On May 10, 1933, street protests took place in more than a dozen American cities. Organized by the American Jewish Congress, the demonstrators protested the relentless Nazi attacks upon Jews. In the largest demonstration in New York City history up to that date, 100,000 people marched for more than six hours to protest the events in Germany. The demonstration at Madison Square Garden is pictured here.

The protests were also a response to the book burning of thousands of books by Jewish authors and those that the Nazis consider un-German. Despite protest rallies throughout the 1930s and 1940s, America continued an exclusionary immigration policy and did not embark on extensive rescue operations to save European Jewry. Rescue of Jews and other victims of the Nazis was not a priority for the United States government. Due in part to anti-Semitism (prejudice against or hatred of Jews), isolationism, the economic Depression, and xenophobia (prejudice against or fear of foreigners), the refugee policy of the U.S. State Department (led by Secretary of State Cordell Hull) made it difficult for refugees to obtain entry visas to the United States.

The U.S. entered World War II in December 1941 but the State Department delayed publicizing any reports of genocide. In August 1942, the State Department received a cable revealing Nazi plans for the murder of Europe's Jews. However, the report, sent by Gerhart Riegner (the World Jewish Congress [WJC] representative in Geneva) was not passed on to its intended recipient, American Jewish leader and WJC president Stephen Wise. The State Department asked Wise, who had almost simultaneously received the report via British channels, to refrain from announcing it.

The United States failed to act decisively to rescue victims of the Holocaust. On April 19, 1943, U.S. and British representatives met in Bermuda to find solutions to wartime refugee problems. The Jewish aspect of the war as well as the “Final Solution” was forbidden subjects at the Conference. No significant proposals emerged from the conference. In 1943, Polish underground courier Jan Karski informed President Franklin D. Roosevelt of reports of mass murder received from Jewish leaders in the Warsaw ghetto. U.S. authorities did not, however, initiate any action aimed at rescuing refugees until 1944, when Roosevelt established the War Refugee Board (WRB). That year the WRB set up the Fort Ontario Refugee Center in Oswego, NY, to facilitate rescue of imperiled refugees. By the time the War Refugee Board was established, however, four fifths of the Jews who would die in the Holocaust were already dead.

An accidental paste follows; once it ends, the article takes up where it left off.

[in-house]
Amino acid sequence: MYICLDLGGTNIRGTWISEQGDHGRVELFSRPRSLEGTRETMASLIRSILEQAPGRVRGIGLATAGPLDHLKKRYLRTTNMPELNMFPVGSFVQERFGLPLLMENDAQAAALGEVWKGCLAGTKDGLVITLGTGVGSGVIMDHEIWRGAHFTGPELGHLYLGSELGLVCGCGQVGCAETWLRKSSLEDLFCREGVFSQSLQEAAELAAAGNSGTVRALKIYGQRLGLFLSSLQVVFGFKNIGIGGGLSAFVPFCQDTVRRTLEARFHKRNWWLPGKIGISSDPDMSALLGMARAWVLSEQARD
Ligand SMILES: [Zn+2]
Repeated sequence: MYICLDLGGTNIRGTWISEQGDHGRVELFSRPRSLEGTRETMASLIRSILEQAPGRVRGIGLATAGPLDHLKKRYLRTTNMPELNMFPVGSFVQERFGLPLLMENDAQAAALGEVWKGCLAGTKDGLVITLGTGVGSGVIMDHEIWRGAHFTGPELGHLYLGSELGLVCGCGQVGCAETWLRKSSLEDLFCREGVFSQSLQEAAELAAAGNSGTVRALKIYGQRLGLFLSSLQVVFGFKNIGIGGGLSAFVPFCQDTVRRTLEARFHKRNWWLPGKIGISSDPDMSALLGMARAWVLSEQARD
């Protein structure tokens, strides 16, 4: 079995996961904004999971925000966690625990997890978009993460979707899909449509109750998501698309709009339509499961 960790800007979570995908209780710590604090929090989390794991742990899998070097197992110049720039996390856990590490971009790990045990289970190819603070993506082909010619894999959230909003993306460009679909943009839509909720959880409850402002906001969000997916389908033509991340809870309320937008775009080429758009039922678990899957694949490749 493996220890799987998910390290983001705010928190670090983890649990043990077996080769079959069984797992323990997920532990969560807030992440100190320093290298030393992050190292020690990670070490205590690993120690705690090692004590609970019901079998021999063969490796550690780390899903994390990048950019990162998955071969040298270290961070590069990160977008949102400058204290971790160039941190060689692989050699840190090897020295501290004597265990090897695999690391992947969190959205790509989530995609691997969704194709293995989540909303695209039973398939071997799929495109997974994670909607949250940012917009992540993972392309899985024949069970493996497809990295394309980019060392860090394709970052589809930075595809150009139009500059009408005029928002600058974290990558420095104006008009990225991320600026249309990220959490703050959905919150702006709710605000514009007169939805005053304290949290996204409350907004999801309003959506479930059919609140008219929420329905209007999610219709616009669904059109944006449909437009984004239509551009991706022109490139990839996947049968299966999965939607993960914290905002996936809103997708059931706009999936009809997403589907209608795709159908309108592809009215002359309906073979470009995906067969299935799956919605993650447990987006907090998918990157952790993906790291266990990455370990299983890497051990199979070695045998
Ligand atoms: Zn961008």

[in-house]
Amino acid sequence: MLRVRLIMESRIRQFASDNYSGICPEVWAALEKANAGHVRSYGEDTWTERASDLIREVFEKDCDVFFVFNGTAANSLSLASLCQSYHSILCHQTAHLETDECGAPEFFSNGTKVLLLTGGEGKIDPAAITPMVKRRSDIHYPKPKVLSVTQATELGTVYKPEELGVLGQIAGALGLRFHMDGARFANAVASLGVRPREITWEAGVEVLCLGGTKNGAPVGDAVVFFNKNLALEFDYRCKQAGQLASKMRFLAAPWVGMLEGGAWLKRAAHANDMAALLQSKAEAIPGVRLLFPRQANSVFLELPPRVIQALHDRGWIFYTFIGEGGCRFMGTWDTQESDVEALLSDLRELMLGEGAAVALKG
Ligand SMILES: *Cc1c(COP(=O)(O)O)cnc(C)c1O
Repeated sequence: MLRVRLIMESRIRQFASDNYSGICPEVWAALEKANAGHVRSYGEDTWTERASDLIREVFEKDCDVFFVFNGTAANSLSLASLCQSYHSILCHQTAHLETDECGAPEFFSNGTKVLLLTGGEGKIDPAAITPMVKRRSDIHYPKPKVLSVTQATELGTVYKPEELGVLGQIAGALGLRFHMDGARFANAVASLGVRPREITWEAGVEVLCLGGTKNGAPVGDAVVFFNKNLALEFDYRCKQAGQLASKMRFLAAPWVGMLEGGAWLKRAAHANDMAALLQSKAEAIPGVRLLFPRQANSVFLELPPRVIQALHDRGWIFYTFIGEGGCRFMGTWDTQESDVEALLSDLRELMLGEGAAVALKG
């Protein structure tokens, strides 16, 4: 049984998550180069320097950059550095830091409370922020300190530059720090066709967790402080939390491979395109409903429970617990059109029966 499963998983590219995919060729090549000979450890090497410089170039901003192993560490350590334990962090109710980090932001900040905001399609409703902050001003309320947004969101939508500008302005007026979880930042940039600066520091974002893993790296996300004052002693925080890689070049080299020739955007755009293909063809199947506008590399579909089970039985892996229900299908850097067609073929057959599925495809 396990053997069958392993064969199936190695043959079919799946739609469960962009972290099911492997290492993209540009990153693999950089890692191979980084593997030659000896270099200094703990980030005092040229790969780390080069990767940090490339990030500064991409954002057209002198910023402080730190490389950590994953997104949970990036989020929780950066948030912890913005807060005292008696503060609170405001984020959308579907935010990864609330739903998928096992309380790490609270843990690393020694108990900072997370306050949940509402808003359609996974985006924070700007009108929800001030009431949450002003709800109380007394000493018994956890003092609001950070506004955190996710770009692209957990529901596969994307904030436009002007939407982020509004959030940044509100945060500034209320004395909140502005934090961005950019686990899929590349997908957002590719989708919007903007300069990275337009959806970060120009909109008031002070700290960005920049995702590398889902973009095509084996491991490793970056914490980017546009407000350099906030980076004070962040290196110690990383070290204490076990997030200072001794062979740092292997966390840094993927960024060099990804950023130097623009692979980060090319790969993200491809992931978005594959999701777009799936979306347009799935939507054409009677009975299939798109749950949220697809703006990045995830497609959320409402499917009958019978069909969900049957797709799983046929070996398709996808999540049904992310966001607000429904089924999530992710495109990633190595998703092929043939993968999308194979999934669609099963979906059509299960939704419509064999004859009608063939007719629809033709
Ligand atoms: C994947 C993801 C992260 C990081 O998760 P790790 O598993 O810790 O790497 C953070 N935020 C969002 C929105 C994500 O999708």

By the spring of 1944, the Allies knew of the killing operations using poison gas at the Auschwitz-Birkenau camp. Some Jewish leaders pleaded unsuccessfully with U.S. government officials to bomb the gas chambers and rail tracks leading to the camp. Even after the Anglo-American air forces developed the capacity to hit targets in Silesia (where Auschwitz was located) in 1944, U.S. authorities decided not to bomb the gas chambers or the rail lines. U.S. officials argued that U.S. aircraft did not have the capacity to conduct air raids on these targets with sufficient accuracy, and that the Allies were committed to bomb exclusively military targets to win the war. However, this decision was not based on war strategies as the War Department never even thoroughly investigated the possibility of bombing the camp.

After liberation, the Allies were not willing to raise immigration quotas. President Harry S. Truman issued an executive order, the "Truman Directive," on December 22, 1945 which required that existing immigration quotas be designated for those Holocaust survivors who were now displaced persons. While overall immigration into the United States did not increase, more DPs were admitted than before. By 1952, 137,450 Jewish refugees (including close to 100,000 DPs) had settled in the United States.